When to use log.isDebugEnabled?

One of the first coding-related question my partner asked me when I joined my current project: do you use log.isDebugEnabled()? This is a recurring question, and my answer is generally the same: “No.” Still, there is some nuance in this no. I will try to get to the point today and forget my usual digressions.

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Better comparison of Java implementations

This post is history. Read the latest version.

 

I already posted a class to enable the comparison of Java method implementations. However, this was a draft method rather than a true solution.

Today, I come back with a(n almost) valid solution. You can get it on my Github repository: labs-java, implementation-comparer branch.

Basically, it will be able to compare several implementations of any class within its context, rather than the previous solution which forced you to rewrite the methods within the comparer.

Let us imagine you have a Foo class with a bar(String arg), but you suspect this method can be written in a better and more efficient way, but you want to ensure both methods return the same results and make sure which methods is the most efficient.

You will have to write the variants for your method, and suffix them with an incremental index (bar1(String arg), bar2(String arg), …). Then, you will call the implementation comparer with some arguments you wish to test:

This will output something like this:

The time checks are performed only if the info log level is above INFO, and the result comparison displays the details only on debug level, but the compare method returns true if all methods return the same result, and false otherwise.

This comparer can be really useful when you are refactoring or even included in unit testing if you find a use for it.

For more details, you can have a look at the class itself. It is really not that complicated and I made it an obligation to have documented code nonetheless.

As a reminder, you can also have a look at my my previous draft version, which came with more explanations. The main principle remains the same, only with more freedom.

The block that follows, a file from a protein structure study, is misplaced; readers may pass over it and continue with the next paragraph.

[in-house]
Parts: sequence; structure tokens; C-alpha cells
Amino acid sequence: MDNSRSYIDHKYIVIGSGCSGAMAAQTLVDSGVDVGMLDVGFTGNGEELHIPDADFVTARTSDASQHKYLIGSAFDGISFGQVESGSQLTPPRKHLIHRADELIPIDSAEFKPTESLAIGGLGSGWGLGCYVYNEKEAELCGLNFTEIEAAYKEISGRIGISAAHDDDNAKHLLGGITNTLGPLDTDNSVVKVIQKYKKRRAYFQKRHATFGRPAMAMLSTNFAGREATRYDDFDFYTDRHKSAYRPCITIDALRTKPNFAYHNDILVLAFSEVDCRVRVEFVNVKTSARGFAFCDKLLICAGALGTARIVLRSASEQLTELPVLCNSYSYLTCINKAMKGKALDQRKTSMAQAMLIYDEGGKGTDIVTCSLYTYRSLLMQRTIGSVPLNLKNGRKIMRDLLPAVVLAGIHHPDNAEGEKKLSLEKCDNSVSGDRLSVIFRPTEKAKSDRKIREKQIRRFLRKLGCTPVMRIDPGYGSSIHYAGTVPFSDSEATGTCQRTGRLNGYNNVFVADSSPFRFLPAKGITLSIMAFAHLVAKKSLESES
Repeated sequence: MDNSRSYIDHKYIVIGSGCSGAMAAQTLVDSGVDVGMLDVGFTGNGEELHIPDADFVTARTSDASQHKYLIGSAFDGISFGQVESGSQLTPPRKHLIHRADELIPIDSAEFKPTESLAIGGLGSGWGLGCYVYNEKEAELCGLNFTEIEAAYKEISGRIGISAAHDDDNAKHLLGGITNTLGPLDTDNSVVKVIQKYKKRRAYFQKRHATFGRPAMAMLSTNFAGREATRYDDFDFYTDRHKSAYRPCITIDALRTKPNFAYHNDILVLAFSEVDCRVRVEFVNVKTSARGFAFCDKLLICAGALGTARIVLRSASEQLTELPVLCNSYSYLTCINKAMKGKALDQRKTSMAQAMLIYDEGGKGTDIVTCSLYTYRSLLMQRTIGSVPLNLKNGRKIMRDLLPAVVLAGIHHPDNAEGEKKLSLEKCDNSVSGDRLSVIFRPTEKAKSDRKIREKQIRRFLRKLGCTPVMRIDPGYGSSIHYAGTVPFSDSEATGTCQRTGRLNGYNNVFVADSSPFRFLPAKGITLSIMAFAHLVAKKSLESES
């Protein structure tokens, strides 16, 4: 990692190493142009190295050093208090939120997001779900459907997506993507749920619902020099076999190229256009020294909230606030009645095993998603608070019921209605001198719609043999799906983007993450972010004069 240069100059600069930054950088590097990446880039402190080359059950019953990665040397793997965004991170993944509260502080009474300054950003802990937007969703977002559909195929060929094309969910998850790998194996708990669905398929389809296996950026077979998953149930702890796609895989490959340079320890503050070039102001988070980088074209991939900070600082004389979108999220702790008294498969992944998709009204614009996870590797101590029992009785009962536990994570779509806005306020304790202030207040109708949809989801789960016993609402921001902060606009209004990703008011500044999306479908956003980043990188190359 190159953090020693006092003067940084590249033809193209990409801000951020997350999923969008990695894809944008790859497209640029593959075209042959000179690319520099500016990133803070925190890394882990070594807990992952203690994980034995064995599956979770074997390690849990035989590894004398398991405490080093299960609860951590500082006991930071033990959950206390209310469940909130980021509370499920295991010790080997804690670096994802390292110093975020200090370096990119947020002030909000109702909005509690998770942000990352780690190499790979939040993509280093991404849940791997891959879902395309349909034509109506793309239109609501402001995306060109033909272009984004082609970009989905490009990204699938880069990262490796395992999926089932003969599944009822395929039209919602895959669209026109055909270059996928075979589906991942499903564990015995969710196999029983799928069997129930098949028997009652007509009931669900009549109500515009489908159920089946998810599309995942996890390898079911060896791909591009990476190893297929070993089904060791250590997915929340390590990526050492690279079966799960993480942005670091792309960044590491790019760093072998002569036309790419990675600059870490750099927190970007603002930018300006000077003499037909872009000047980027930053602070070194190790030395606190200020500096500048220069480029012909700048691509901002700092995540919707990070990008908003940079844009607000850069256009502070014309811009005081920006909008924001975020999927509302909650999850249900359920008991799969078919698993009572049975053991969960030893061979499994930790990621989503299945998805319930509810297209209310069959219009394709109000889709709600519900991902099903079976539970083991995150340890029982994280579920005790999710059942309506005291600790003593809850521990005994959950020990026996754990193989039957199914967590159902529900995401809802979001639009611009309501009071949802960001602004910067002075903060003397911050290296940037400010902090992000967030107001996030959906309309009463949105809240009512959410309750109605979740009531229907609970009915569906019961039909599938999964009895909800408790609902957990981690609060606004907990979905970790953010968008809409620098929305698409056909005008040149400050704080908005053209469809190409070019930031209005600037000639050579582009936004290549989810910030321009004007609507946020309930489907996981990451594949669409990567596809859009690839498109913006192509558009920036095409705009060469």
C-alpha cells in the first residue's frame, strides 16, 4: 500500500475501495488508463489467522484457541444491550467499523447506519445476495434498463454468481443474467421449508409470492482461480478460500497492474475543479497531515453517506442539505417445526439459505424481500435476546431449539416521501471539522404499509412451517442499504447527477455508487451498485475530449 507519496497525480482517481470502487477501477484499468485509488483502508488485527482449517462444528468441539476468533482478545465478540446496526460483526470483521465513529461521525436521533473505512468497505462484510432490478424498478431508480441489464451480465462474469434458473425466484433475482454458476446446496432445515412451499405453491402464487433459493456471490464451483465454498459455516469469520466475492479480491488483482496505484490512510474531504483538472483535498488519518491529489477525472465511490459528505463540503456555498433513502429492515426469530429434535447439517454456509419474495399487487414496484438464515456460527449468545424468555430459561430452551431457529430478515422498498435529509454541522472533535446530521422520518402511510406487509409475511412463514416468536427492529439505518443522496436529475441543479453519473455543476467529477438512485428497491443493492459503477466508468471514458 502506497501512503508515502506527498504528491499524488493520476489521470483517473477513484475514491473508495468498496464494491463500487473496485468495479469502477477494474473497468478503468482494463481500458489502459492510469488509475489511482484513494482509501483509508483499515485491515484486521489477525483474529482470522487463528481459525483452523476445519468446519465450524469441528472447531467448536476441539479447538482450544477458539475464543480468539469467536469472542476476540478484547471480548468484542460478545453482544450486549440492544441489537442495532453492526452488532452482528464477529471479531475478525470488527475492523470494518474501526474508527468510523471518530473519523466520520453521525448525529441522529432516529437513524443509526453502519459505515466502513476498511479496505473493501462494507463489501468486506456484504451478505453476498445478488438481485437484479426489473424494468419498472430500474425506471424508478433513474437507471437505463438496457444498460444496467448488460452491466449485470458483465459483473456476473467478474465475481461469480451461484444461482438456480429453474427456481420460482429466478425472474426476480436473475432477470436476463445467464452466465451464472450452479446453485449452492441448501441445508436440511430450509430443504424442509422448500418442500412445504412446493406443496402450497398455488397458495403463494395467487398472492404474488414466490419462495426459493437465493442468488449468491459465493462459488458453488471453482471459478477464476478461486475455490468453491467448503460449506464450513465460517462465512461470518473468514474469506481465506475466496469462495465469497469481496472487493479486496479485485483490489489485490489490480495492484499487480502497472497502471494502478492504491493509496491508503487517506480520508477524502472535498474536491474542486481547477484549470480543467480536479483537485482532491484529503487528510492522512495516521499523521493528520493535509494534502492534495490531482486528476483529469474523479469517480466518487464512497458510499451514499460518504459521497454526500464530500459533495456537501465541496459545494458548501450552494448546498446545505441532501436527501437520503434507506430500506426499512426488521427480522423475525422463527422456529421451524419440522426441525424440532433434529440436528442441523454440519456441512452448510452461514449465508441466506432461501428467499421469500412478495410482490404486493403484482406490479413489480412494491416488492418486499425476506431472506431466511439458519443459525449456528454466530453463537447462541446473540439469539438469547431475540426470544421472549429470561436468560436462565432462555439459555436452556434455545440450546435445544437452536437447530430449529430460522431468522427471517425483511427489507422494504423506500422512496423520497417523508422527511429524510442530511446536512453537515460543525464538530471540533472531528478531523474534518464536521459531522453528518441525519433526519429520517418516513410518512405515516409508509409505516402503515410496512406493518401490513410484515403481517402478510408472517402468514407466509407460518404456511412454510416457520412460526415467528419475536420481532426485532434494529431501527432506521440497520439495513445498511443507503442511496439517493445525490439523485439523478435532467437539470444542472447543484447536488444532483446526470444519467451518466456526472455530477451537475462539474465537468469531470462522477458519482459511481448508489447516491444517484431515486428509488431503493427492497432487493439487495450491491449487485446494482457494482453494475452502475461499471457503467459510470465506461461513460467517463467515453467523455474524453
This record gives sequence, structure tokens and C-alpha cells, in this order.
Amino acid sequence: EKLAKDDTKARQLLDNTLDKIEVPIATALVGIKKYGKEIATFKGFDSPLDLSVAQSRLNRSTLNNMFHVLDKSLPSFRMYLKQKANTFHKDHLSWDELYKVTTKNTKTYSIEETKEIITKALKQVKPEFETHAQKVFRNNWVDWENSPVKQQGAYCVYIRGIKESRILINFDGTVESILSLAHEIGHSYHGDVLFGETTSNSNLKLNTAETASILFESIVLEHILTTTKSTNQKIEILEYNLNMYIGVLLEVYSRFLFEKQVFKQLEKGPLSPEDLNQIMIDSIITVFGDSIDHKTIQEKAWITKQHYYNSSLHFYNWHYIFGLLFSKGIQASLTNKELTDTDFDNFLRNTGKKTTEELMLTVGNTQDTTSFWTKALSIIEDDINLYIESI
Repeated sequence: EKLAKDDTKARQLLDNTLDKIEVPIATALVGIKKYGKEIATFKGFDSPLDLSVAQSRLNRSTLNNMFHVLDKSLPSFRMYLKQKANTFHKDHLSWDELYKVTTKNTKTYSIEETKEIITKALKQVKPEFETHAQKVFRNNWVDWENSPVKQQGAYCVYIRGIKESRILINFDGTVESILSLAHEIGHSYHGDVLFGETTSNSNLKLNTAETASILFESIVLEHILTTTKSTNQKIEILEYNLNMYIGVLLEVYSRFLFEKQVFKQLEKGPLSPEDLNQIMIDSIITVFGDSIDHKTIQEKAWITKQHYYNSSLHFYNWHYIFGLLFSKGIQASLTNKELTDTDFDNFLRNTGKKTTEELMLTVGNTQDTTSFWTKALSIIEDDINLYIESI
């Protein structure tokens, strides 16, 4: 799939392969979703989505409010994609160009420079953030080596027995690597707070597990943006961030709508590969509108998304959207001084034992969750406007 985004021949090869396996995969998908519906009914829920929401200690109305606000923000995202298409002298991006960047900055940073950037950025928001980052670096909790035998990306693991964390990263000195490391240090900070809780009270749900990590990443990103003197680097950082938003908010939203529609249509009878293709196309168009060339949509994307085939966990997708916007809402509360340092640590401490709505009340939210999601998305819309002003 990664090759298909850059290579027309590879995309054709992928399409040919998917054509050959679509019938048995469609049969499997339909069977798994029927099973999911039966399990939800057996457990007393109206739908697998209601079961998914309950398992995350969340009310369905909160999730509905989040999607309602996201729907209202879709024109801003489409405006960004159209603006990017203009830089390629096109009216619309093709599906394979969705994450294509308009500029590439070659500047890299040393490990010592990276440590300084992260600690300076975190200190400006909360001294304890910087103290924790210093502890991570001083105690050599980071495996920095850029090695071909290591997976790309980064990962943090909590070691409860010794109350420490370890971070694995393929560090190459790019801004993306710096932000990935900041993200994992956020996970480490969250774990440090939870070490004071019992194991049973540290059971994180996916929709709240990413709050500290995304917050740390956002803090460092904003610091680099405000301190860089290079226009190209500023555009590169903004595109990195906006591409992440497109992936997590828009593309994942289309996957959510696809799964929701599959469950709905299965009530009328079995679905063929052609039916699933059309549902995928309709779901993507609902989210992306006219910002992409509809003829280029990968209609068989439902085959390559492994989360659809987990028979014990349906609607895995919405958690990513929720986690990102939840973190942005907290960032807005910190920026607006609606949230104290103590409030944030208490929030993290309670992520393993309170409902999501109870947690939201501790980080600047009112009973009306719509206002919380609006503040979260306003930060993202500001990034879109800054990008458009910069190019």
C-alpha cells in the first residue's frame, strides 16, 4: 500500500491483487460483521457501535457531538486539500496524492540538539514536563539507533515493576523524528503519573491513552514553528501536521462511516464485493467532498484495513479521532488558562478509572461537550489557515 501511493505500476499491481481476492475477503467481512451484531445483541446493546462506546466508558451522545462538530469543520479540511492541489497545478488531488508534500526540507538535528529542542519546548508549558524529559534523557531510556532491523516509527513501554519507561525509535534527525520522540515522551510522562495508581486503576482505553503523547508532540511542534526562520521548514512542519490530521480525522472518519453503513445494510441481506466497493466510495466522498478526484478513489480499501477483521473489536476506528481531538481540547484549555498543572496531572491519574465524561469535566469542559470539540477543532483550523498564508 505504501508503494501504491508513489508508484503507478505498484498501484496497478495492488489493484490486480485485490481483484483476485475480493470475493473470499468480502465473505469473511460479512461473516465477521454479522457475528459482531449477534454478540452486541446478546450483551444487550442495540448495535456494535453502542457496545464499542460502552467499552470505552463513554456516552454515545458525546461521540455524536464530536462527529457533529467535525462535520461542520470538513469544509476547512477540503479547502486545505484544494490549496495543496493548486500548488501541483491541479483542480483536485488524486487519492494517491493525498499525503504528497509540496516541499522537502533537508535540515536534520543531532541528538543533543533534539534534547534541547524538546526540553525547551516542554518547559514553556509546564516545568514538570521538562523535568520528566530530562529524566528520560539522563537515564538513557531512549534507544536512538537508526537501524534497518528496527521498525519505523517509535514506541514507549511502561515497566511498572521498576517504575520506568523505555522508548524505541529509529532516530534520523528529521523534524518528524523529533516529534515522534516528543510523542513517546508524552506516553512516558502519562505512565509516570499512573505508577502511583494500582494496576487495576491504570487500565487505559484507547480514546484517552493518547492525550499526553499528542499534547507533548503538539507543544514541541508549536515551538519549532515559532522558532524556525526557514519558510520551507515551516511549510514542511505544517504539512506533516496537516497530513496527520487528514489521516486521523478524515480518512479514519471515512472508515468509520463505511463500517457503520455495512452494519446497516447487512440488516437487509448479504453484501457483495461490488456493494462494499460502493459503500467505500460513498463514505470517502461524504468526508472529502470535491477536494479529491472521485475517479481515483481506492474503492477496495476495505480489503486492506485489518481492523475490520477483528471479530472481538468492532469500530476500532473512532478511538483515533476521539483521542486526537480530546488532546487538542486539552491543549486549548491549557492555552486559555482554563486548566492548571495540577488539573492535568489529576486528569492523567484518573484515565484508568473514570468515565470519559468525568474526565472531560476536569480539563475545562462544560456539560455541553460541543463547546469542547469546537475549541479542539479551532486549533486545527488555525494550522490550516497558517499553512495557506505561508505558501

And if you need help, you can always ask below, as I will not go further into details right now.

For the logging of tables, I used Alcibiade’s asciiart library.

All this just in preparation of my next post… And yet, I am quite satisfied with myself and feels this will come in handy next time I refactor…

Comparing multiple directories (Java)

Several tools enable the recursive comparison of directories, but most of them allow for the comparison of only two directories (like my favorite, WinMerge). KDiff3 goes as far as comparing three files or directories.

As for me, I needed to compare up to five directories. As a consequence, I implemented my own algorithm. Read for more information.
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ASETNIOP, the next step of Dvorak keyboards?

The first Dvorak keyboard (and all the variants that appeared afterwise) were designed to avoid wrist injuries by reducing the distance your fingers have to move when typing. Still, movements were still required.

ASETNIOP might be the same philosophy, just one step further: when using it for typing, you do not need to move your fingers anymore.
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Localization in Java

Localization, or internationalization, is important in most languages. What good is an application if it is restricted to your own country because you speak a far from widespread language? And as most languages, Java offers a mechanism to implement it quite easily. I will review here the basics, using Daily Tasks as an example.
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Minuum is a tiny predictive keyboard for Android

Are you tired of losing half of your smartphone’s screen to the keyboard? Well, here comes Minuum.

Minuum shrinks the keyboard down to no more than a near-single line, and use a predictive algorithm to ease the text input. If the tiny version is just too tiny, the latest update lets you come back to a full-sized version.

Minuum on Google Play ($4 or €2.90)
Via Lifehacker

Simplify boolean expressions using WolframAlpha

When browsing through legacy code, or even when writing my own, I sometimes come across tests which seem uselessly elaborated, and in those occasion, I cannot resist the temptation: I grab a paper and draft some boolean algebra. The most time-consuming part is usually drawing my truth table to make sure I made no mistake while simplifying my tests…

Boolean algebra draft
A draft of boolean algebra simplification I wrote two years ago…

I just thought I would write a program to perform those simplifications. Coding basic simplification rules from boolean algebra seemed quite simple if I used Tom, for instance. Never found the time though. Luckily, if you wish to skip the paper part and get quicker results, you can use WolframAlpha
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Daily task manager

Have you ever had tasks you had to perform each morning on getting at your desk? I do. Since I reboot every day, I first used a text file I added to the All programs > Startup menu of my Windows, but it was not satisfactory, as the text file gets lost behind all my other windows anyway (IDEs, e-mails, … You get the idea.).

So, I finally took the time to program the task manager I wanted: something compact, which will not close until I have not checked all tasks, and which remains on top of other windows. Here is what I did.

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